This one won't come cheap, but it packs the acclaim to back it up. It topped Wirecutter's list of best portable air conditioners and currently has a 4.5-star rating on Home Depot's website, with many of the reviews praising how quiet it is while it's running. It's one of the only models you'll find compatible with Alexa and Google Assistant, and it can cool rooms up to 500 square feet. There's also the built-in timer, so you can program it to go on and off whenever you want.

Buy it: Home Depot

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Google Teams Up With The Conscious Kid on a Book List to Promote Racial Equity in Classrooms

Tomi Adeyemi's Children of Blood and Bone is on the list, and for good reason.
Tomi Adeyemi's Children of Blood and Bone is on the list, and for good reason.
Craig Barritt/Getty Images for Glamour

Google has teamed up with The Conscious Kid—an organization that promotes racial equity in education—to curate a list of books and other resources aimed at helping teachers establish more inclusive classrooms and foster conversations about racism and acceptance.

The reading list groups works by grade level, and many of them have corresponding teaching guides with discussion questions, writing prompts, and other activities [PDF]. For Lupita Nyong’o’s Sulwe, which tells the story of a young girl bullied because of her dark skin, students in preschool through second grade are presented questions like “Why do you think Sulwe believes she must have lighter skin in order to make friends? What advice would you give to Sulwe?” For Tomi Adeyemi’s Children of Blood and Bone, high-schoolers are asked to create a travel brochure for the fictional country of Orïsha, “emphasizing its positive aspects and great variety.”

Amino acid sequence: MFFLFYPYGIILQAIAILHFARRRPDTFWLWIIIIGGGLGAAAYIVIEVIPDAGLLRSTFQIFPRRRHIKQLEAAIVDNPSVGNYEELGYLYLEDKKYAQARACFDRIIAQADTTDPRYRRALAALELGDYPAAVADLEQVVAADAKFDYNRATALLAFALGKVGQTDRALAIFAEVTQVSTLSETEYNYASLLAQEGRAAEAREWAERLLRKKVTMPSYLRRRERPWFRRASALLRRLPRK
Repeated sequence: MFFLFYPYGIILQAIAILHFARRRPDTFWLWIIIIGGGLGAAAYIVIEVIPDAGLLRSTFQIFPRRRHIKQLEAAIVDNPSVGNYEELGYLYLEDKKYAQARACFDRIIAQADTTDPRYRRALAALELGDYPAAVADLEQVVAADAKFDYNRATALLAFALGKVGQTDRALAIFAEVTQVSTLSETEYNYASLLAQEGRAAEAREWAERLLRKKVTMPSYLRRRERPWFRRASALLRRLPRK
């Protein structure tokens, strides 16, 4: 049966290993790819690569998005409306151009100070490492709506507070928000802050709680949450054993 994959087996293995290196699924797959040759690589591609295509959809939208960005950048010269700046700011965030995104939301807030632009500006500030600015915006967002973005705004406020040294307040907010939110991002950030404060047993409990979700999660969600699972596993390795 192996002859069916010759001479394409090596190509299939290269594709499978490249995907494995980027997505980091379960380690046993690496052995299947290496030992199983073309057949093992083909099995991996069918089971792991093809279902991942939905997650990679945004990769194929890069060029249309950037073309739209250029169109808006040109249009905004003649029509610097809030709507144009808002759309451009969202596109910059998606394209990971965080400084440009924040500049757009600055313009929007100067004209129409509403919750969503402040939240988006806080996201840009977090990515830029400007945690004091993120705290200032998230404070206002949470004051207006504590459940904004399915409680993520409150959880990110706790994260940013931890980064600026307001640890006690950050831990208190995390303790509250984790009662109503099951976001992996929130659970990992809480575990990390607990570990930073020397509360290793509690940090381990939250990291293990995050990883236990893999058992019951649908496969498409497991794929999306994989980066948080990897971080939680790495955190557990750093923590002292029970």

The online packet also contains a number of guidelines for teachers to consider when choosing their own reading material. One helpful tip, for example, is to re-evaluate the “classics” before assigning them to make sure they don’t reinforce racist, sexist, anti-Semitic, or other harmful messages. Another is to foster healthy racial identity by avoiding books “where characters of color can only succeed when conforming to white values or norms.”

It’s part of Google’s broader campaign to amplify diversity in public education by providing educators with the resources needed to do it. Last year, the company donated $5 million to DonorsChoose—a platform that teachers can use to crowdsource funds for classroom projects—for the launch of #ISeeMe, an initiative that highlights projects submitted by Black and Latinx teachers, as well as those that focus on diversity and inclusion. This year, Google pledged an additional $1 million to matching donations made to #ISeeMe projects.

You can see The Conscious Kid’s full reading list here [PDF], and learn more about contributing to #ISeeMe projects here.